Google X takes wraps off project developing autonomous delivery drones


August 28, 2014

Project Wing is a Google X project aimed at developing self-flying delivery vehicles

Project Wing is a Google X project aimed at developing self-flying delivery vehicles

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Google has taken the lid off a previously secret project that is being run out of its semi-secret Google X research arm. Project Wing is focusing on the development of "a delivery system that uses self-flying vehicles." In other words, unmanned drones intended to autonomously deliver packages where and when they're needed.

The projects worked on at Google X are often so ambitious that they might otherwise be written of as pie in the sky concepts dreamt up by mad scientists. On the contrary, though, Google X tends to show that its ideas – the ones we find out about, at least – are not just feasible, but are potentially world-changing – and it does so prolifically. It is responsible for Google Glass, a glucose-monitoring contact lens, balloons that provide internet access to remote areas and, most recently, the Project Tango mobile phone that maps its surroundings in 3D.

The latest project to come out of the facility has the humble aims of moving things around quickly and safely. "Throughout history there have been a series of innovations that have each taken a huge chunk out of the friction of moving things around," says Captain of Moonshots (actual job title) at Google X, Astro Teller (actual name). "Project Wing aspires to take another big chunk of the remaining friction out of moving things around in the world."

Those of you up on autonomous drone delivery news may find all this somewhat familiar. Indeed, towards the end of last year, Amazon announced that it had plans to develop a means of delivering packages using drones. The goal of the system, Amazon says, is be to get packages into customers' hands within 30 minutes. Google's aim, according to a BBC report, is to develop a way of delivering aid to isolated areas during times of disaster relief.

According to Google, Project Wing has been in development for around two years. A video released by the search giant of a test flight in Australia shows a winged, shuttle-like craft taking off vertically using what appear to be four front-mounted propellers. The craft, named Chickadee 6 judging by the footage, navigates its way autonomously to a predefined location. Hovering above the treeline, it gently lowers a package to the ground on a cord, breaks off its attachment to the package and reels the cord back in before returning home.

The founder of Project Wing, Nicholas Roy, explains that the tests are aimed at demonstrating a "reliable system that can do autonomous delivery." In addition, he says the tests will help the team to learn what it's like to actually make a deliveries to someone using the technology and what it's like for the recipient. "It's years from a product," says Roy, "But it is the first prototype that we want to stand behind."

The video below provides an introduction to Google Wing.

Source: Google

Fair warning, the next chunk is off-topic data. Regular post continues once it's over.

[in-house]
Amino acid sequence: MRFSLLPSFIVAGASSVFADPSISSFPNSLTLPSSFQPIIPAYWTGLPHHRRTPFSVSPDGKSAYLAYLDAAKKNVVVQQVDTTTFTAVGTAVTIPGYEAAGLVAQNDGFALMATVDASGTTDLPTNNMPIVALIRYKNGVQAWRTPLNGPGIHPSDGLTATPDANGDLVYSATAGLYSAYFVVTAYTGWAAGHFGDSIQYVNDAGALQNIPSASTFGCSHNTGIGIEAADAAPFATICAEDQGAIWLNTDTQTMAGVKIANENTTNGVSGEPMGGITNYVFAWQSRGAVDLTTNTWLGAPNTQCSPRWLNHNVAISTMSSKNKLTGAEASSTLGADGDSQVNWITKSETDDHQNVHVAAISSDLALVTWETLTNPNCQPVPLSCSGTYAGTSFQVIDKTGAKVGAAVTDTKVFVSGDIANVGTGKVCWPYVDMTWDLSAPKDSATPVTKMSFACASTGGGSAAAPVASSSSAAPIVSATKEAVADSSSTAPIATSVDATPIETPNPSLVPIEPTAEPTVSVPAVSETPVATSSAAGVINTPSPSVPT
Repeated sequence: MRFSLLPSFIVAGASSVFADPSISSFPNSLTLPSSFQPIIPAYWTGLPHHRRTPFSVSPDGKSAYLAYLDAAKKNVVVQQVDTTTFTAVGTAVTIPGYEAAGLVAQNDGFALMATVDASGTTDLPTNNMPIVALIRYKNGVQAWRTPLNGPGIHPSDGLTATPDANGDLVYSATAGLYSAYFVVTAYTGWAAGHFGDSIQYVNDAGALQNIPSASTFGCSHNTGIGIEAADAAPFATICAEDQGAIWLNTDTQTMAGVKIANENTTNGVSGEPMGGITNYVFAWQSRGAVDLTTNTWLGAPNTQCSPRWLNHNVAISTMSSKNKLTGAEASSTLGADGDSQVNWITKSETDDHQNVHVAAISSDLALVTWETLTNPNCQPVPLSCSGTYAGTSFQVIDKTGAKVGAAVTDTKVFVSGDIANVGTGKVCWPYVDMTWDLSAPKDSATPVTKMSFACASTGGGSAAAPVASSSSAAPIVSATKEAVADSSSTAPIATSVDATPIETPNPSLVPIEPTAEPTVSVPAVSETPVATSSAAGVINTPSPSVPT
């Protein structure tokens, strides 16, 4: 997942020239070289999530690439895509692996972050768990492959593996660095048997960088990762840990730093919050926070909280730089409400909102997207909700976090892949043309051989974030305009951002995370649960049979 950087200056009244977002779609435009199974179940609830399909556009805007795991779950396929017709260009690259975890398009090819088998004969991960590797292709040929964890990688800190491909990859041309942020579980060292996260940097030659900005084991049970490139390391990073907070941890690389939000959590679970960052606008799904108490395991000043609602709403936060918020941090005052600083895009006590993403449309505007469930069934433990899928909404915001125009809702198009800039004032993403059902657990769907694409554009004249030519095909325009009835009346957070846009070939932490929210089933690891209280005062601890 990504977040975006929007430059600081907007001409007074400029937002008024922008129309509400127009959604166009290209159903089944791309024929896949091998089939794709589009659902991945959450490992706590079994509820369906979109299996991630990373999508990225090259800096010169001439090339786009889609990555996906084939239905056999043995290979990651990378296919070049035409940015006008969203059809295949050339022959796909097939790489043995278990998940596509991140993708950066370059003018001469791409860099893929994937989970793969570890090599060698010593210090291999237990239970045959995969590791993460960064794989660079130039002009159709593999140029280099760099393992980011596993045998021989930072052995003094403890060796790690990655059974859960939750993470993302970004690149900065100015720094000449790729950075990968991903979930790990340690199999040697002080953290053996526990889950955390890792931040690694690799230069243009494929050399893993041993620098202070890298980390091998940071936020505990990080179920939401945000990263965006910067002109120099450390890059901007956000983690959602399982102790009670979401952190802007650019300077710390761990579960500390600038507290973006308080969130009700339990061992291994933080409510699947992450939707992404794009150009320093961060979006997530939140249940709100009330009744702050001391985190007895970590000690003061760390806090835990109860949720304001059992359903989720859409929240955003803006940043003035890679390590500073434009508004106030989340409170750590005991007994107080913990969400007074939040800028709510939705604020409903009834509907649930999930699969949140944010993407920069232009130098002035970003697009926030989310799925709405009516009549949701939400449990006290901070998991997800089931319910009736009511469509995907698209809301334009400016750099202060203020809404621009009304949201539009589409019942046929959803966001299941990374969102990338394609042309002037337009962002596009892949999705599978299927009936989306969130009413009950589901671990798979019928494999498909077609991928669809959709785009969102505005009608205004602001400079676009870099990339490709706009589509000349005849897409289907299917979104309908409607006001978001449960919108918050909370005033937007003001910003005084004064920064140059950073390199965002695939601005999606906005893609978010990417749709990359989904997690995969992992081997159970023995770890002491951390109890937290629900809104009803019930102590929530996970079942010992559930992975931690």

About the Author
Stu Robarts Stu is a tech writer based in Liverpool, UK. He has previously worked on global digital estate management at Amaze and headed up digital strategy for FACT (Foundation for Art and Creative Technology). He likes cups of tea, bacon sandwiches and RSS feeds. All articles by Stu Robarts

Great concept but reality sucks. I can tell it's Australia because of the kangaroo. Yep, this is urban Australia for sure! (Only urban Aussies wear clothes).

I see drones texting us, "We value your time and thank you for waiting. While you are waiting please check out our latest promotion. If you fail to meet the drone when it arrives then it's all your fault".

It will not be all it promises to the consumer; but many promises for the supplier.


This is great for areas that have no infrastructure, but for urban areas having airplanes or drones is ridiculous - a physical deliver system with cars, scooters or other means makes much more sense (and is already done) and can deliver more weight and even be quicker.

Nice tech though.


awesome, lisc & mass produce drones for many uses alone & upscale for larger packages alone or sensor modules;. have DIY kit to assemble types.

Stephen Russell

Next, drones used for skeet shooting practice greatly improve shotgun skills.


"It's years from a product." Yet VertiKUL seems to have something that's pretty close , although still a little crude, but certainly ahead of them in terms of a public demonstration. Google's deep pockets may crush them, either through Apple-like patent warfare or being able to develop their prototype faster. But it goes to show that "Innovation has nothing to do with how many R&D dollars you have." (Steve Jobs) Still, a good idea with significant advantages over quadcopter drones.

Bruce H. Anderson

A real need for remote parts delivery in the out back i have had to drive all day one way just to bring a exploration crew a small part

Ray Rush

Shortly after WWII mail moved in Africa between a bunch of small villages by a DC-3 without the pilot landing at every stop. the mail was is in a bucket on a rope that was put into a catcher on the ground where the local post master would remove the mail for his village and insert the outgoing mail. then the pilot would fly it to the next stop.

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